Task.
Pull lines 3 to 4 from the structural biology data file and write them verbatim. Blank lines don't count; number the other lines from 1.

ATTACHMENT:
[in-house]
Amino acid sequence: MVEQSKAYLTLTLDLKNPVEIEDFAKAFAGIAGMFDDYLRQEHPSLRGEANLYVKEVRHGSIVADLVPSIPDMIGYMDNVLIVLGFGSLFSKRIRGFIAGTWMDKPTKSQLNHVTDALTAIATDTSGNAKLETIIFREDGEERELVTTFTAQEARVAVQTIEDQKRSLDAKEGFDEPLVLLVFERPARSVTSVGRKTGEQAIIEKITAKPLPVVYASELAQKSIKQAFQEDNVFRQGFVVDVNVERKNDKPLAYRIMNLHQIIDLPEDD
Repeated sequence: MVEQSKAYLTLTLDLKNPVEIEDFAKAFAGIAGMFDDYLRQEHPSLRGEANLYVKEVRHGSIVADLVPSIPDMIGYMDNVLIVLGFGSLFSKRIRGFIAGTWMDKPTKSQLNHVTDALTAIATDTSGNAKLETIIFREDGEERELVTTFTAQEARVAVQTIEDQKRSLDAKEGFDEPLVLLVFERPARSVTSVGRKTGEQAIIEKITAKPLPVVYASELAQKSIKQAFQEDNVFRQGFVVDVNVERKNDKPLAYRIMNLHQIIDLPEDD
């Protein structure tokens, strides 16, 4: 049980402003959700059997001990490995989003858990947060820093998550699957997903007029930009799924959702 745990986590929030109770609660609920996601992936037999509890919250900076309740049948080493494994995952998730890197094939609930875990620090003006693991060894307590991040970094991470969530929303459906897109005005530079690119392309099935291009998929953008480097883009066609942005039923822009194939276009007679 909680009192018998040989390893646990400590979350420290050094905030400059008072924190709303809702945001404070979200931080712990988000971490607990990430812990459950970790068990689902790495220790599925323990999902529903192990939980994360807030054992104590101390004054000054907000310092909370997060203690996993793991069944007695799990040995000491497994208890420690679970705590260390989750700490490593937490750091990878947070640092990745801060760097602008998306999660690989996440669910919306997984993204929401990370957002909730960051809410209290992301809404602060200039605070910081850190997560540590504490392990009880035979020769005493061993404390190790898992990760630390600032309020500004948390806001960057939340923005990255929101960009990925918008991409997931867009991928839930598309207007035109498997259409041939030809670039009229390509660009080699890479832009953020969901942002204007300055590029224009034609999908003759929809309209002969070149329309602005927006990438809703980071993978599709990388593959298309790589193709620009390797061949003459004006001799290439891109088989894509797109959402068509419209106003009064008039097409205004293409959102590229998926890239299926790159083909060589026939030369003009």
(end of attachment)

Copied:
Repeated sequence: MVEQSKAYLTLTLDLKNPVEIEDFAKAFAGIAGMFDDYLRQEHPSLRGEANLYVKEVRHGSIVADLVPSIPDMIGYMDNVLIVLGFGSLFSKRIRGFIAGTWMDKPTKSQLNHVTDALTAIATDTSGNAKLETIIFREDGEERELVTTFTAQEARVAVQTIEDQKRSLDAKEGFDEPLVLLVFERPARSVTSVGRKTGEQAIIEKITAKPLPVVYASELAQKSIKQAFQEDNVFRQGFVVDVNVERKNDKPLAYRIMNLHQIIDLPEDD
């Protein structure tokens, strides 16, 4: 049980402003959700059997001990490995989003858990947060820093998550699957997903007029930009799924959702 745990986590929030109770609660609920996601992936037999509890919250900076309740049948080493494994995952998730890197094939609930875990620090003006693991060894307590991040970094991470969530929303459906897109005005530079690119392309099935291009998929953008480097883009066609942005039923822009194939276009007679 909680009192018998040989390893646990400590979350420290050094905030400059008072924190709303809702945001404070979200931080712990988000971490607990990430812990459950970790068990689902790495220790599925323990999902529903192990939980994360807030054992104590101390004054000054907000310092909370997060203690996993793991069944007695799990040995000491497994208890420690679970705590260390989750700490490593937490750091990878947070640092990745801060760097602008998306999660690989996440669910919306997984993204929401990370957002909730960051809410209290992301809404602060200039605070910081850190997560540590504490392990009880035979020769005493061993404390190790898992990760630390600032309020500004948390806001960057939340923005990255929101960009990925918008991409997931867009991928839930598309207007035109498997259409041939030809670039009229390509660009080699890479832009953020969901942002204007300055590029224009034609999908003759929809309209002969070149329309602005927006990438809703980071993978599709990388593959298309790589193709620009390797061949003459004006001799290439891109088989894509797109959402068509419209106003009064008039097409205004293409959102590229998926890239299926790159083909060589026939030369003009």